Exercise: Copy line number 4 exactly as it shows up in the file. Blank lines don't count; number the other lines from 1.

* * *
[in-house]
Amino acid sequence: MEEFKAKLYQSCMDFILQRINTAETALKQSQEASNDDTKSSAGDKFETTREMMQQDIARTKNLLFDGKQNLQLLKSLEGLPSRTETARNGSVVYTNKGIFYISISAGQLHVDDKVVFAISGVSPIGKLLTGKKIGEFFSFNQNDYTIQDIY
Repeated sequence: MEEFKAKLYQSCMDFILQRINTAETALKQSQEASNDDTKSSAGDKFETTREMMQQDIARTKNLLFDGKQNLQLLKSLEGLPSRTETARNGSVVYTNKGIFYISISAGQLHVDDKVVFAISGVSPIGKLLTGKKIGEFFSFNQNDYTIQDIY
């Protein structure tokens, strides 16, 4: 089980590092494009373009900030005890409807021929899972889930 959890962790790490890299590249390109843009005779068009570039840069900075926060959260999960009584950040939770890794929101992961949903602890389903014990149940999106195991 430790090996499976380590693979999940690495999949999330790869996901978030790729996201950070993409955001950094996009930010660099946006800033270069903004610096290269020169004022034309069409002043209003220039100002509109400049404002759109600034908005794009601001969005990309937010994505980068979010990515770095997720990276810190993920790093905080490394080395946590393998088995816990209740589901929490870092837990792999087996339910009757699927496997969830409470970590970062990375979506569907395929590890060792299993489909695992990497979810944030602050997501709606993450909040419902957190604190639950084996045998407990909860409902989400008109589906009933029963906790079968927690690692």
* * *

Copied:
């Protein structure tokens, strides 16, 4: 089980590092494009373009900030005890409807021929899972889930 959890962790790490890299590249390109843009005779068009570039840069900075926060959260999960009584950040939770890794929101992961949903602890389903014990149940999106195991 430790090996499976380590693979999940690495999949999330790869996901978030790729996201950070993409955001950094996009930010660099946006800033270069903004610096290269020169004022034309069409002043209003220039100002509109400049404002759109600034908005794009601001969005990309937010994505980068979010990515770095997720990276810190993920790093905080490394080395946590393998088995816990209740589901929490870092837990792999087996339910009757699927496997969830409470970590970062990375979506569907395929590890060792299993489909695992990497979810944030602050997501709606993450909040419902957190604190639950084996045998407990909860409902989400008109589906009933029963906790079968927690690692």